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Predictive Analytics: Utilizing client data to boost business

We are in an age of data explosion.

With the advancement in technology, companies can now harvest a massive cache of data in the most cost-effective manner. Big tech giants like Google, Amazon and Netflix are leaders in the B2C sector thanks to their mastery of analytics knowledge and its effective application in understanding the needs of customers. If B2C organizations can do it, why shouldn’t B2B marketers develop and adopt similar analytics-based strategies?

All serious players in the market know the importance of data. Yet even so, many companies are not utilizing customer data to the best of their ability. They are still depending on the so-called “proven and tested past experiences” to make critical business decisions.

There are some positive signs, as some companies have started utilising analytics. However, the adoption rate is still wanting, as analytics is also in itself still evolving. Like any other marketing tools, the total application of results from analytics will take time. Moreover, when it comes to predicting human behaviour, it is impossible to always get it 100% right – we do remain the ever-elusive, unpredictable species.

Having said that, it is the right time to start adopting predictive analytics as companies can quickly and easily harvest the necessary customer information. Predictive analytics is similar to a weather forecast; it is the science of forecasting the company’s future based on data analysis. Its mechanism involves data mining, machine learning and artificial intelligence, which will help in processing the available data. This processed data can be then worked to predict the future buyer-pattern of existing clients, by analyzing their buying behaviour. Predictive analytics also studies the complete customer lifecycle journey and presents valuable information about them.

However, this predictive analytics should not be confused with buyer segmentation analysis, as purchasing information is much more dynamic. Buyer segments are somewhat constant over a period of time, whist an individual’s purchasing behaviour can shift any time. As the customers’ ‘reasons for purchasing’ change, companies should ensure that their offers are aligned to meet customer needs. This is why predictive analytics is gaining importance. And yet even so, despite the wide acceptance that customer data is essential for most business decisions, many companies have not yet fully utilized it when it comes to engaging buyers.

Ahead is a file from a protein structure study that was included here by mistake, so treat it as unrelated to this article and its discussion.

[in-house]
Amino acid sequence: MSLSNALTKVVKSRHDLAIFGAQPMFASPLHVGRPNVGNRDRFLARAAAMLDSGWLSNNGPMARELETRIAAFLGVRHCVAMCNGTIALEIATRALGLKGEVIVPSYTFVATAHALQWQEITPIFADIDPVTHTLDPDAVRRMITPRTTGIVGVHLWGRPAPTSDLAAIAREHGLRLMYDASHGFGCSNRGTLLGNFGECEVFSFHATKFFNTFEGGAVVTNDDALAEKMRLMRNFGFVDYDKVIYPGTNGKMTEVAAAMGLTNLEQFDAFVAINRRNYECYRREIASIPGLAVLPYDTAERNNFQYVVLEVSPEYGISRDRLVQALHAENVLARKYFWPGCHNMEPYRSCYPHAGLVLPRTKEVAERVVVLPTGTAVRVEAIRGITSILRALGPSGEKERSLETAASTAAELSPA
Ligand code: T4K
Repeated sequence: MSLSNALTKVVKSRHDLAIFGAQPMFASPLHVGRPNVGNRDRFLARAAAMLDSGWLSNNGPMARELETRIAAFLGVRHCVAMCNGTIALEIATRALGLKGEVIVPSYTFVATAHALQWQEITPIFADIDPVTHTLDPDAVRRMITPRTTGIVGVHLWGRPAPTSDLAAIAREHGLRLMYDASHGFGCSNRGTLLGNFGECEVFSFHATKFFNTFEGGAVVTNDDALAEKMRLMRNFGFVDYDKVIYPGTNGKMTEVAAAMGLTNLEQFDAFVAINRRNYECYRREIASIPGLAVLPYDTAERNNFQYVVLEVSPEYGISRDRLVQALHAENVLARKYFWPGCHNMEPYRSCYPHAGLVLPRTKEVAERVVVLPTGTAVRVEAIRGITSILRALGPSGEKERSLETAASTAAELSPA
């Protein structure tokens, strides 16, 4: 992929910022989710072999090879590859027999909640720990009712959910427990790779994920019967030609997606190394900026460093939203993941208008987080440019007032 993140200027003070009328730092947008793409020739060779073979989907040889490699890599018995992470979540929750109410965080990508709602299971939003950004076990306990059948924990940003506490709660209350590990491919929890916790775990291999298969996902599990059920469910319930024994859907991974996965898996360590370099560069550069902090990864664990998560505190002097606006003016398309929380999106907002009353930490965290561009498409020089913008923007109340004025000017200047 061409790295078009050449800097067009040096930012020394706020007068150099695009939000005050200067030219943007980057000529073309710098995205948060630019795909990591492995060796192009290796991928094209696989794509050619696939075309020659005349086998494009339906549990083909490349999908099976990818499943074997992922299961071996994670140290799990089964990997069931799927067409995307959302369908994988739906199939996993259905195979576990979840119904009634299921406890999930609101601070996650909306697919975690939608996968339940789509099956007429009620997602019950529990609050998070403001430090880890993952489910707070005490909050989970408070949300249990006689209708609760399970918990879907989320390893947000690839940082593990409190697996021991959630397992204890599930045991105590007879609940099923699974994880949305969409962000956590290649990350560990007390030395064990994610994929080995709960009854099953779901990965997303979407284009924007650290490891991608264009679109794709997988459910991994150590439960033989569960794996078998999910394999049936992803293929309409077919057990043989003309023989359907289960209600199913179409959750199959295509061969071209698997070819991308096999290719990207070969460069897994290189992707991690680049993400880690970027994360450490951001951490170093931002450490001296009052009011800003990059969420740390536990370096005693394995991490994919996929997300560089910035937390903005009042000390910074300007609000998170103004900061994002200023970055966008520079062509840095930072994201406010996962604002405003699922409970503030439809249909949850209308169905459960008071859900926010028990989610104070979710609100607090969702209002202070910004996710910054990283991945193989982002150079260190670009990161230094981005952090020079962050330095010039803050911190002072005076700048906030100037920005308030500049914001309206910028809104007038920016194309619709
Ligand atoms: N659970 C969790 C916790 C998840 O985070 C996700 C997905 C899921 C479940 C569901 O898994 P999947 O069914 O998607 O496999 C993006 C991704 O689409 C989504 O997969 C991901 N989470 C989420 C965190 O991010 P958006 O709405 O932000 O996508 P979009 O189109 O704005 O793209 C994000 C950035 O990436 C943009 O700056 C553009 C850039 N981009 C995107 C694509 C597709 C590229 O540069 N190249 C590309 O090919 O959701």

If data is available, why not use it?

To understand buyer behaviour, predictive analytics uses those data which can give comprehensive information at the individual customer level. Modern businesses which use predictive analysis effectively are thriving, and they will continue to do so based on their capacity to hold digital dialogue with customers and other stakeholders. In a digital environment, companies are listening with data, and at the same time respond through a variety of digital interactions.

Marketing departments should make significant headway into predictive analytics and worry just about ROI. Studies have shown that companies should start using those data right from the interactive systems like click streams, video views, or search engine searches; today’s businesses have over 40 types of interactive technology at their disposal. By incorporating information from other systems including CRM, logistics, and finance, your company could stay ahead of both the competition and your customer.

The future outlook is simple, albeit cutthroat: start using analytics, or perish. If you look around, you will see that top business and analytics vendors are working to develop algorithms for future success. Look at top companies like Amazon, Netflix, or even Facebook, and ask yourself: why are they way ahead of the pack? It is because they have learnt to use the available data to predict future sales.

Predictive analytics is ideal for addressing complex business situations. It can identify and interpret signs that provide information on buyer behaviour, along with key events. Furthermore, it can employ behavioural data that is already available within the company to predict figures that may help with future growth strategy and planning. In simple terms, predictive analytics is not an additional investment, but a way to analyse data you already have – data which can boost your business and keep you ever ahead of the game.

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